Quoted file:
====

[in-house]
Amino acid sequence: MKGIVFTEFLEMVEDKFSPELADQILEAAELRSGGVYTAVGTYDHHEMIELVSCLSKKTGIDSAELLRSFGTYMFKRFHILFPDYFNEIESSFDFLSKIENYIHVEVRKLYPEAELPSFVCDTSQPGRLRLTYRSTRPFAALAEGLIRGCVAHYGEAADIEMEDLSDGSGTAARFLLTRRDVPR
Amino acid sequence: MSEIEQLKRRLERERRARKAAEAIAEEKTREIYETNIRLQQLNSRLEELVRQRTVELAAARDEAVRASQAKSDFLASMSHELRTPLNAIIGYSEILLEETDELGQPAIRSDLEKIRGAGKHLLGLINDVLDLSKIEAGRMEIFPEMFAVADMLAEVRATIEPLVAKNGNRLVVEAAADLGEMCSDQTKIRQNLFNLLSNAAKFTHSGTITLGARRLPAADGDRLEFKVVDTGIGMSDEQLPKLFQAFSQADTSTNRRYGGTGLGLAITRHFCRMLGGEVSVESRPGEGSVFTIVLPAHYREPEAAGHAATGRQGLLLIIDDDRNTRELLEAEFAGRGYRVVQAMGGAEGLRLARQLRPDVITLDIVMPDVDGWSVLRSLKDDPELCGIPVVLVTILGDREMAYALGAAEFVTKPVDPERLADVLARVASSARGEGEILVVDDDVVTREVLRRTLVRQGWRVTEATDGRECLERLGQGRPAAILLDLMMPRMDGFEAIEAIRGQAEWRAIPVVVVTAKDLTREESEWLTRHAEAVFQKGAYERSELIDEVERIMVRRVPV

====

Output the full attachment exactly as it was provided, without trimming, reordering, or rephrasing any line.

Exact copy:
[in-house]
Amino acid sequence: MKGIVFTEFLEMVEDKFSPELADQILEAAELRSGGVYTAVGTYDHHEMIELVSCLSKKTGIDSAELLRSFGTYMFKRFHILFPDYFNEIESSFDFLSKIENYIHVEVRKLYPEAELPSFVCDTSQPGRLRLTYRSTRPFAALAEGLIRGCVAHYGEAADIEMEDLSDGSGTAARFLLTRRDVPR
Amino acid sequence: MSEIEQLKRRLERERRARKAAEAIAEEKTREIYETNIRLQQLNSRLEELVRQRTVELAAARDEAVRASQAKSDFLASMSHELRTPLNAIIGYSEILLEETDELGQPAIRSDLEKIRGAGKHLLGLINDVLDLSKIEAGRMEIFPEMFAVADMLAEVRATIEPLVAKNGNRLVVEAAADLGEMCSDQTKIRQNLFNLLSNAAKFTHSGTITLGARRLPAADGDRLEFKVVDTGIGMSDEQLPKLFQAFSQADTSTNRRYGGTGLGLAITRHFCRMLGGEVSVESRPGEGSVFTIVLPAHYREPEAAGHAATGRQGLLLIIDDDRNTRELLEAEFAGRGYRVVQAMGGAEGLRLARQLRPDVITLDIVMPDVDGWSVLRSLKDDPELCGIPVVLVTILGDREMAYALGAAEFVTKPVDPERLADVLARVASSARGEGEILVVDDDVVTREVLRRTLVRQGWRVTEATDGRECLERLGQGRPAAILLDLMMPRMDGFEAIEAIRGQAEWRAIPVVVVTAKDLTREESEWLTRHAEAVFQKGAYERSELIDEVERIMVRRVPV